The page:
Indian wedding at the Newport Beach Marriott Hotel & Spa, in the Rose Garden.

8 Indian Wedding Logistics That Every Couple Should Think Through

When you start planning your Indian wedding, your head might be spinning with guest lists, decor, planning a shopping trip to India or elsewhere, venues, budgets, thinking of dates and more! As a result, some of the details get sidelined and in this article we will discuss 8 Indian wedding logistics that every couple should think through.

In This Article

The 8 Indian wedding logistics that every couple should think through are:

  • Where will the couple and their parents stay on the sangeet night?
  • Designating someone responsible for food for the couple
  • Hosting breakfast
  • Hosting hotel rooms
  • Meals for Family/Relatives
  • Transporting guests to/from venues
  • The welcome bags, signage, gifts and other items
  • Heels or Flats?

We want to bring these items to your attention early on during wedding planning so that if nothing else, they’re on your radar and master To Do list. If you think through these things, you’ll be so glad you did.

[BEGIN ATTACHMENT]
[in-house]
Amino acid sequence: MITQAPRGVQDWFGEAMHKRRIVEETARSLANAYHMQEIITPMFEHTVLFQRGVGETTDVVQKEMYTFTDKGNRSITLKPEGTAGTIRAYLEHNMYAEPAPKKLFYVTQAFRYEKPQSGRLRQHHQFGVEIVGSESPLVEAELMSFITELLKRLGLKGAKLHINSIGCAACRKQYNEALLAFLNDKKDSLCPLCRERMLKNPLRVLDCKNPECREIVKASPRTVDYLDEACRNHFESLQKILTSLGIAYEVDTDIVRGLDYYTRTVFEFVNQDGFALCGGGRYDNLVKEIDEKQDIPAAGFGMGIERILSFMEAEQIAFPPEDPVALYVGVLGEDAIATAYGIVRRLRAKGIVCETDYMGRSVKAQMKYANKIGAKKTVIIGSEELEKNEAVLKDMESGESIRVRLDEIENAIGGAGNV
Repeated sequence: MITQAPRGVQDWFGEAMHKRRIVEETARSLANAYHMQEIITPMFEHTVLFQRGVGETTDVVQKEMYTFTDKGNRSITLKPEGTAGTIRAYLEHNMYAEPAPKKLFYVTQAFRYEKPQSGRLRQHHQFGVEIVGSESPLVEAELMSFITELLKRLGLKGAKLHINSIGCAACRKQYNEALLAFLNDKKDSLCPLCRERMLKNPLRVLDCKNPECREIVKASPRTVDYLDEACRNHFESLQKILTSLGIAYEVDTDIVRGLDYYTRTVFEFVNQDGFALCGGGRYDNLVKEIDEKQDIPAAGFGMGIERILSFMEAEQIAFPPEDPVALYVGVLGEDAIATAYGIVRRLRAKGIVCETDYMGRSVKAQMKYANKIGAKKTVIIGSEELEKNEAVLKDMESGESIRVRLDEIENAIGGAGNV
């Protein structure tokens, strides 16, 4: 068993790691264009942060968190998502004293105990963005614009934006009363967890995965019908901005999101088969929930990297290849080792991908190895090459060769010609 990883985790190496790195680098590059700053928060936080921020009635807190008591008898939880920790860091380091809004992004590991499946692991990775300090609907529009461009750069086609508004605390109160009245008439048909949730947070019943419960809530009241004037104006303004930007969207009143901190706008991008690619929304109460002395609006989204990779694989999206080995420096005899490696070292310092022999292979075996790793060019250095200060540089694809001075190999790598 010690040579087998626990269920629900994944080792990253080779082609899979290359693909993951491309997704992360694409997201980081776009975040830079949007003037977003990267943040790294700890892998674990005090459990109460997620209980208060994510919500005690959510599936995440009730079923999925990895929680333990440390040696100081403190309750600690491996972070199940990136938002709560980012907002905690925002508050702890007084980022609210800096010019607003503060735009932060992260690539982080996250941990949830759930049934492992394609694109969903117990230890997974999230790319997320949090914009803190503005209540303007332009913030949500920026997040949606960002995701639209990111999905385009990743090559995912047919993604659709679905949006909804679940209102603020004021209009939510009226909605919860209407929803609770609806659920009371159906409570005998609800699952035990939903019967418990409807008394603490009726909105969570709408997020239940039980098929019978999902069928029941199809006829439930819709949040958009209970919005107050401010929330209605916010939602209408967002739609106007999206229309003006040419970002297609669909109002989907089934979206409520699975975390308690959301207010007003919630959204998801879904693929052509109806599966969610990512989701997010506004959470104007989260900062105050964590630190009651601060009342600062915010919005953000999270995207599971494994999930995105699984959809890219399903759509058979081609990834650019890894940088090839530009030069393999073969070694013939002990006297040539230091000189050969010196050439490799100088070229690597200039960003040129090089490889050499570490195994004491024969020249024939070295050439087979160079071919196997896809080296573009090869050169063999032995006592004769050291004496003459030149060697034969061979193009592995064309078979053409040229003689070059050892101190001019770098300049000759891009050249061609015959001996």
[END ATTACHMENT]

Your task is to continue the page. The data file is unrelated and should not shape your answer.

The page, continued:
Where Will The Couple and Their Parents Stay On the Sangeet Night?

This is something that most couples don’t think about and realize this important detail after signing the venue or hotel contract where if beforehand could have been negotiated.

One Room For One Night Isn’t Enough

Most venues include one room for one night for the couple on their reception but that’s not enough. Most couples and ideally their parents will stay at or near the wedding venue on the night before – the sangeet night, as well. Staying at or near the wedding venue the night before is imperative for brides in particular, as they have to start getting ready 3-4 hours before the wedding ceremony.

Indian wedding sangeet at the Westin Long Beach
The night of the sangeet, ideally the couple and their parents will stay at or near the wedding day venue.

Impact of the Wedding Day Schedule on The Length of The Day

Speaking of 3-4 hours to get ready, the wedding day schedule makes a big difference in this logistic. For time gap days, where there is a break after the wedding ceremony, the bride typically starts getting ready between 5am-6am. Why? Because if the baraat starts around 10am (which is common) then the bride needs three hours to get ready plus time for a pre-ceremony photo session. This becomes a very long day which is why, ideally, the bride is already at the venue the night before and wakes up at or very close by.